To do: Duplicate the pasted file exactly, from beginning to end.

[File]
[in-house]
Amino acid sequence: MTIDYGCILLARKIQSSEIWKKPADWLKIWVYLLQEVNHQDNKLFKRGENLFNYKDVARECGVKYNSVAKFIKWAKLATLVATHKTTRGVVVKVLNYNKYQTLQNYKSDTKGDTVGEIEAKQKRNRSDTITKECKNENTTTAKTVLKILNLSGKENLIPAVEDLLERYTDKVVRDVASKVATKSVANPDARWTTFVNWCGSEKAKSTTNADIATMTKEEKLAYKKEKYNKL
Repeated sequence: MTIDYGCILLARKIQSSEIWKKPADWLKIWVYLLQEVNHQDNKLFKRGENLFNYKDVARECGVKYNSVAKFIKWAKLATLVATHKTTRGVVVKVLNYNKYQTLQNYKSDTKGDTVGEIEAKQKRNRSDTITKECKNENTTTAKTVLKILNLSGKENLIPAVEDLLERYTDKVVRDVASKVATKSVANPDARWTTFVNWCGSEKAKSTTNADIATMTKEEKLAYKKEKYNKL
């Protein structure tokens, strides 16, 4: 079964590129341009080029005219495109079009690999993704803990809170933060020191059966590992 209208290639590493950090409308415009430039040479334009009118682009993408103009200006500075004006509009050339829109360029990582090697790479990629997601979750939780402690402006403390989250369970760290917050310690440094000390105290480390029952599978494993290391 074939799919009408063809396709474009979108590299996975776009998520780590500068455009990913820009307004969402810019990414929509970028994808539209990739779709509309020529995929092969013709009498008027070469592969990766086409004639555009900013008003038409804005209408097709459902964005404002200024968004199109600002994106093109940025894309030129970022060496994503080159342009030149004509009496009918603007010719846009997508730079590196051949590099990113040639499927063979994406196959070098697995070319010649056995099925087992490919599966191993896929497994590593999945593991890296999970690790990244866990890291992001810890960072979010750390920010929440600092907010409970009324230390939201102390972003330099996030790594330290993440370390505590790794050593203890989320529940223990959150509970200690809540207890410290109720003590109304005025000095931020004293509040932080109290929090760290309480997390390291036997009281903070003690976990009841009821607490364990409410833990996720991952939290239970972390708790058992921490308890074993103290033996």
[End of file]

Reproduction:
[in-house]
Amino acid sequence: MTIDYGCILLARKIQSSEIWKKPADWLKIWVYLLQEVNHQDNKLFKRGENLFNYKDVARECGVKYNSVAKFIKWAKLATLVATHKTTRGVVVKVLNYNKYQTLQNYKSDTKGDTVGEIEAKQKRNRSDTITKECKNENTTTAKTVLKILNLSGKENLIPAVEDLLERYTDKVVRDVASKVATKSVANPDARWTTFVNWCGSEKAKSTTNADIATMTKEEKLAYKKEKYNKL
Repeated sequence: MTIDYGCILLARKIQSSEIWKKPADWLKIWVYLLQEVNHQDNKLFKRGENLFNYKDVARECGVKYNSVAKFIKWAKLATLVATHKTTRGVVVKVLNYNKYQTLQNYKSDTKGDTVGEIEAKQKRNRSDTITKECKNENTTTAKTVLKILNLSGKENLIPAVEDLLERYTDKVVRDVASKVATKSVANPDARWTTFVNWCGSEKAKSTTNADIATMTKEEKLAYKKEKYNKL
């Protein structure tokens, strides 16, 4: 079964590129341009080029005219495109079009690999993704803990809170933060020191059966590992 209208290639590493950090409308415009430039040479334009009118682009993408103009200006500075004006509009050339829109360029990582090697790479990629997601979750939780402690402006403390989250369970760290917050310690440094000390105290480390029952599978494993290391 074939799919009408063809396709474009979108590299996975776009998520780590500068455009990913820009307004969402810019990414929509970028994808539209990739779709509309020529995929092969013709009498008027070469592969990766086409004639555009900013008003038409804005209408097709459902964005404002200024968004199109600002994106093109940025894309030129970022060496994503080159342009030149004509009496009918603007010719846009997508730079590196051949590099990113040639499927063979994406196959070098697995070319010649056995099925087992490919599966191993896929497994590593999945593991890296999970690790990244866990890291992001810890960072979010750390920010929440600092907010409970009324230390939201102390972003330099996030790594330290993440370390505590790794050593203890989320529940223990959150509970200690809540207890410290109720003590109304005025000095931020004293509040932080109290929090760290309480997390390291036997009281903070003690976990009841009821607490364990409410833990996720991952939290239970972390708790058992921490308890074993103290033996």